What if your institution could attract new donors unlike any other? What if the programs and services you offered were so compelling that you really had no competition?
These are two of the questions Blue Ocean Strategy by Kim and Mauborgne encouraged me to think about. If you’ve not read Blue Ocean, I would highly recommend it.
The idea behind Blue Ocean Strategy (BOS) is that most organizations tend to compare themselves to their competition or to benchmarks in their industry. But these comparisons are not very helpful in creating strategies which distinguish you from the other organizations like you. In other words, if all you do is compare yourself to other organizations which operate much like you do, you will never distinguish yourself from them.
Therefore BOS argues that we shouldn’t spend our time making these comparisons. Instead, to create lasting value for constituencies (and to thrive as an organization), we should focus on thinking about the services we could provide which are not yet being provided. We should think about creating new markets thus making the competition irrelevant.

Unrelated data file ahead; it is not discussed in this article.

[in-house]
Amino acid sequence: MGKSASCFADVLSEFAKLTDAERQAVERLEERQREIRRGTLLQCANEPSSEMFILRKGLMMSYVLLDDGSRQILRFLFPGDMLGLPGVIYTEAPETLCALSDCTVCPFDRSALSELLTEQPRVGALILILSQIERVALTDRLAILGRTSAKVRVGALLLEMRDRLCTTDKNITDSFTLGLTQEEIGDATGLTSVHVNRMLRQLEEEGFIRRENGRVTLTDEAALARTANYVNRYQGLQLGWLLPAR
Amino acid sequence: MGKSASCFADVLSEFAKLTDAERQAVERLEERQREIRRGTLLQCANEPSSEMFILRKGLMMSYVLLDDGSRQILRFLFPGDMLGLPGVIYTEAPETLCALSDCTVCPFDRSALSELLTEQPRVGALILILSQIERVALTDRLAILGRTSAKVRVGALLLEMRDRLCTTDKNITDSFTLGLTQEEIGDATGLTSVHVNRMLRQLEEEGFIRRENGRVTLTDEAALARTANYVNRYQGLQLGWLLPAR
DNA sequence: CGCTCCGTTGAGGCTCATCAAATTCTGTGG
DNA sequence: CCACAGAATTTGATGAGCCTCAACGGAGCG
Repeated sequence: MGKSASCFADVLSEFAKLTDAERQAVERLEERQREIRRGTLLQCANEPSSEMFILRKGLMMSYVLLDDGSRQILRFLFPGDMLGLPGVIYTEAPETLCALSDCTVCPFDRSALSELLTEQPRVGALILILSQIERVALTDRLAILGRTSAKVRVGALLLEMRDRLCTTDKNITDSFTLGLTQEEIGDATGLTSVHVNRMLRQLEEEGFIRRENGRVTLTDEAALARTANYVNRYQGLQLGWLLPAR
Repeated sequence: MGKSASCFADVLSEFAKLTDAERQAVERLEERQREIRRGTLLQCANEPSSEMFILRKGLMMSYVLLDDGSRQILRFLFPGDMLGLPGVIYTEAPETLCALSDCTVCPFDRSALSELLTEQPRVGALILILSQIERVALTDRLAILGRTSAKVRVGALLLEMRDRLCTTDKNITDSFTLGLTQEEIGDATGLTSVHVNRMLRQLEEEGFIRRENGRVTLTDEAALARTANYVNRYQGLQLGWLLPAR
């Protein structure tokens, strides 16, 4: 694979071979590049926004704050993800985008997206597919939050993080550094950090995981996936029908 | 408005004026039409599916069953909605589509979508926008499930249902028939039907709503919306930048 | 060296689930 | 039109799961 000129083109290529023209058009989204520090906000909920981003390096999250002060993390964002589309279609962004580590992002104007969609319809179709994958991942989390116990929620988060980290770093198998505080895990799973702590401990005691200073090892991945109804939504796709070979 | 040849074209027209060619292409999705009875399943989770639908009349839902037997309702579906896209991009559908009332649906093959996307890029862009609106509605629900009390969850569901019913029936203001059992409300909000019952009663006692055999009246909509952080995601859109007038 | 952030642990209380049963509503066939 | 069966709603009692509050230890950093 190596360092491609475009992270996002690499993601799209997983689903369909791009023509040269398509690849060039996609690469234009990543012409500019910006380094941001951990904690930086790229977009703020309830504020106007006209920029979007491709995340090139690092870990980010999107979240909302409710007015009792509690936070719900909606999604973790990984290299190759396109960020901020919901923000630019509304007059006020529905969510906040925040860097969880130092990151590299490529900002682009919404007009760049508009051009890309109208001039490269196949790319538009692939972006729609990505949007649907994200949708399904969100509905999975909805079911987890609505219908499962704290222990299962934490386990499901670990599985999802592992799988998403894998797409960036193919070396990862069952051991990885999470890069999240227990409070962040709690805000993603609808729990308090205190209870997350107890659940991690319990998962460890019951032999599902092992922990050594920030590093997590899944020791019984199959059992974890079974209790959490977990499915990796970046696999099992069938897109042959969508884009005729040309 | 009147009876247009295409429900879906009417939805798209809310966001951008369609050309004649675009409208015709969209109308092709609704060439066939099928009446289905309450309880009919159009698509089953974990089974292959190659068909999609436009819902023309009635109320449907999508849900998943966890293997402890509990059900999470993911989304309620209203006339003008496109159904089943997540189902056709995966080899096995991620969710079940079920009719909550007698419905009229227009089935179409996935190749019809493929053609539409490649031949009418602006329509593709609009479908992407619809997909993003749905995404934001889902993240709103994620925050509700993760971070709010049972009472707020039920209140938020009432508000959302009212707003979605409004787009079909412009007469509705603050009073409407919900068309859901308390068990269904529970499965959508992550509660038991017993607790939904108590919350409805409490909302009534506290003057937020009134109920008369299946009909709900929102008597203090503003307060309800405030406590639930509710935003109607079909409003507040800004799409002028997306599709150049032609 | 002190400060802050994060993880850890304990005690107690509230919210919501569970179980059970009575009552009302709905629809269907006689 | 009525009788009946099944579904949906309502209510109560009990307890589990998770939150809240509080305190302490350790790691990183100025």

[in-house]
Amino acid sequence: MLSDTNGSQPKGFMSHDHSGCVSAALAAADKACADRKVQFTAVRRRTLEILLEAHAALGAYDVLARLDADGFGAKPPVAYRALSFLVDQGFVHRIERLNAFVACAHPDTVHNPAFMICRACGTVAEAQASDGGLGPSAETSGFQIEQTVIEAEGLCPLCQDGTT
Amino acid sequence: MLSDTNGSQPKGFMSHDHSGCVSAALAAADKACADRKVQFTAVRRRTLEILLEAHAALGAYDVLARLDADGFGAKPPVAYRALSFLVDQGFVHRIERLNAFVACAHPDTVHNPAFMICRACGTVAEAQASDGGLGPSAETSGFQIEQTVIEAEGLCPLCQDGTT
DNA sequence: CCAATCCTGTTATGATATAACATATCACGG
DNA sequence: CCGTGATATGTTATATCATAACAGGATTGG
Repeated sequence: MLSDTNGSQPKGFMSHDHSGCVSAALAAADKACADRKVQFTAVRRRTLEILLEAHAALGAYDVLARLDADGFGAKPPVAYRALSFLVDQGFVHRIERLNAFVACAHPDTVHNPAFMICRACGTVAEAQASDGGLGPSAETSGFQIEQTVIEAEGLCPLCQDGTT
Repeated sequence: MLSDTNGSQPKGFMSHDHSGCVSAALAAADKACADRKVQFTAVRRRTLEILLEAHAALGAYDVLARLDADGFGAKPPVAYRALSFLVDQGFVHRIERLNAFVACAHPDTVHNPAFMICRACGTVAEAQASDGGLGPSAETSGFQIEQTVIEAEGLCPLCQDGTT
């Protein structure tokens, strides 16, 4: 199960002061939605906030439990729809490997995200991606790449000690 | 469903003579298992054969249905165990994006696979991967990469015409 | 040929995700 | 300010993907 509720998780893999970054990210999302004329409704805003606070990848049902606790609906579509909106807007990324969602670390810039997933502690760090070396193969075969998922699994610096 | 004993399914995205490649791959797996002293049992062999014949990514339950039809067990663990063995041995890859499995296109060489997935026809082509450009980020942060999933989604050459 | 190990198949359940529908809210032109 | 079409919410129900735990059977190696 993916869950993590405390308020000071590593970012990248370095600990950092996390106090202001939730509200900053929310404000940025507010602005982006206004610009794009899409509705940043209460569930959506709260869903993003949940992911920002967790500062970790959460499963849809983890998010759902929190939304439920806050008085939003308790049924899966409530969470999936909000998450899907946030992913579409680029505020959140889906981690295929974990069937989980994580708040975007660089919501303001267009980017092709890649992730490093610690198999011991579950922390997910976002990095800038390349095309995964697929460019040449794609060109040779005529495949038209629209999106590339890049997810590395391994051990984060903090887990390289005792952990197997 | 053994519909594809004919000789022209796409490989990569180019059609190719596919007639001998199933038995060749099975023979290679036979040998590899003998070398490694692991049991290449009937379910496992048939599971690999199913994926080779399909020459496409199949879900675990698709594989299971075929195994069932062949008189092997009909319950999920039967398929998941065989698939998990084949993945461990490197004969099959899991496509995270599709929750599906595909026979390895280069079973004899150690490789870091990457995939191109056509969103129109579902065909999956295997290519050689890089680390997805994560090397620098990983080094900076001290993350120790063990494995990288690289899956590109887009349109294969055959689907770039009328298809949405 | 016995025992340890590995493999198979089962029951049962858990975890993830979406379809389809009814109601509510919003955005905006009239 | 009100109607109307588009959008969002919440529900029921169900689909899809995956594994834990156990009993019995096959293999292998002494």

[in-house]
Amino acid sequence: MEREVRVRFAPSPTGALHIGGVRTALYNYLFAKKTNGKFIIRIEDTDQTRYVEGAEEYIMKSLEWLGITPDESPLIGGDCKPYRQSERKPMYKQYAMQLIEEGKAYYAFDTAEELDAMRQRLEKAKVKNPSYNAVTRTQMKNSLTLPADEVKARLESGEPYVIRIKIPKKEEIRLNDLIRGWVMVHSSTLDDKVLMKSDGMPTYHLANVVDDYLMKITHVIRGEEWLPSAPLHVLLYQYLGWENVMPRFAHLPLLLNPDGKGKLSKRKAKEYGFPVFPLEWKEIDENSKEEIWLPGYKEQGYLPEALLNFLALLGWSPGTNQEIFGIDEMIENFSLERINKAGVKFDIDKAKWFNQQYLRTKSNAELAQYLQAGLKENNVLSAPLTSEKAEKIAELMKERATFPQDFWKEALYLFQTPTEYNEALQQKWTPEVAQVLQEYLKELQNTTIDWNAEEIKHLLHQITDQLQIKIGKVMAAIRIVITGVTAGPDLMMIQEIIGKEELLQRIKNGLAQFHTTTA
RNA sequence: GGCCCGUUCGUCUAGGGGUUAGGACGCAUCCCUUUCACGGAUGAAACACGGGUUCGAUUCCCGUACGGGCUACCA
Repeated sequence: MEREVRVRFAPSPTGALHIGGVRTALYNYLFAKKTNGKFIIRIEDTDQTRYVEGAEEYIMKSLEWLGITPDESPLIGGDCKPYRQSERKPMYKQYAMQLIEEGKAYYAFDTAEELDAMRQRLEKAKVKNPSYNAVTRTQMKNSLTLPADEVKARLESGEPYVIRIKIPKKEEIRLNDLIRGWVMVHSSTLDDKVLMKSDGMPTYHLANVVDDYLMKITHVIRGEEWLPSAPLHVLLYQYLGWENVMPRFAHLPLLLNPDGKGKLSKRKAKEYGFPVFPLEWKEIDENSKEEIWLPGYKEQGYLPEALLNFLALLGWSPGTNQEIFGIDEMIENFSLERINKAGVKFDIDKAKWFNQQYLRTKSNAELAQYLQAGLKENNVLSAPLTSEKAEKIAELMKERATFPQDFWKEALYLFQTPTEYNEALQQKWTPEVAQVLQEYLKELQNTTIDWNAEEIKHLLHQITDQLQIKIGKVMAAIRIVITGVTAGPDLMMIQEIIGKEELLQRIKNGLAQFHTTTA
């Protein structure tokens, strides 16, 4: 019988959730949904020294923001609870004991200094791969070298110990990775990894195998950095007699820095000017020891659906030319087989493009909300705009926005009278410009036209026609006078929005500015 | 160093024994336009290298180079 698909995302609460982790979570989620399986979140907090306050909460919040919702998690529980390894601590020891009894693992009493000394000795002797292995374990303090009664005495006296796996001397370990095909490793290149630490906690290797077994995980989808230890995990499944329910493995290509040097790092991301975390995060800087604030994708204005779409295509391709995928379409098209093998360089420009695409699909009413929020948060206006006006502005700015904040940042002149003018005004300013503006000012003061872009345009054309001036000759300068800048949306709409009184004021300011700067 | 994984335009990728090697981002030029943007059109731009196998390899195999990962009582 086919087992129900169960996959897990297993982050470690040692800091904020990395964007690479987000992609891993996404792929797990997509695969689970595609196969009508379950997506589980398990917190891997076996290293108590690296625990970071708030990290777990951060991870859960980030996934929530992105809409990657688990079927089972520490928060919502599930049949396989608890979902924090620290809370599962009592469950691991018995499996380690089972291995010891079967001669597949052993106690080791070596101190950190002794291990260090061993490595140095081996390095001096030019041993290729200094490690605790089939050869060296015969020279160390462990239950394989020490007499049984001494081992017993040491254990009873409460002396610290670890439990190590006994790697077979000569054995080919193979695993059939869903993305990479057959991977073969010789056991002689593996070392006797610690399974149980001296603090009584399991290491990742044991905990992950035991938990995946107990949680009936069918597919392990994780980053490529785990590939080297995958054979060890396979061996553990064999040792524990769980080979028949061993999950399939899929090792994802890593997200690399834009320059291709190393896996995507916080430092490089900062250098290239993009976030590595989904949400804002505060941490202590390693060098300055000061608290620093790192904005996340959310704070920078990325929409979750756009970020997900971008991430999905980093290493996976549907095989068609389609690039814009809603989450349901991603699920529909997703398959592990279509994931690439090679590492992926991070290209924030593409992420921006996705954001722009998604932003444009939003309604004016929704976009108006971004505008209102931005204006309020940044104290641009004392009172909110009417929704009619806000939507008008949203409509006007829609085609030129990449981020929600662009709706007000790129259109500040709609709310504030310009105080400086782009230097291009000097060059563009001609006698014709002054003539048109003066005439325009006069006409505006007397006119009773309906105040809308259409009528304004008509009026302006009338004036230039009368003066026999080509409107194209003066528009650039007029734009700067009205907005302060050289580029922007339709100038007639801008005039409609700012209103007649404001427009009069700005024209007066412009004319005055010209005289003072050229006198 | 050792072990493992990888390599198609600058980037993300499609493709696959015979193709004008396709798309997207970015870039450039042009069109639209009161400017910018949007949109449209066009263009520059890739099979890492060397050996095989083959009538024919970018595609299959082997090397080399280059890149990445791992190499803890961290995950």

The real value-add of the book is that they divide their time equally between strategy and execution. So, not only do you understand the thinking behind the concept, but there is provided a blueprint for implementation of BOS in your organization.
The only real drawback I could find was the fact that all of the examples presented were corporate. As I read, I thought about how BOS may help educational, healthcare, and other non-profit organizations. Here are questions I found myself asking:
- How might a university truly become an engine for lifelong learning so that all members of the local and/or regional community see themselves as prospective students and donors?
- How might a hospital provide new services which would transform the definition of “patient” and attract the population of otherwise healthy people as clients?
- What distinctive programs might a non-profit create which would attract a whole new segment of donors?
We regulary characterize our organizations as “distinctive,” “special,” and “unique.” But are we really? Do our donors and constituents really see us as that different from other schools, hospitals, and non-profits? BOS will encourage you to think in ways that will ensure they do.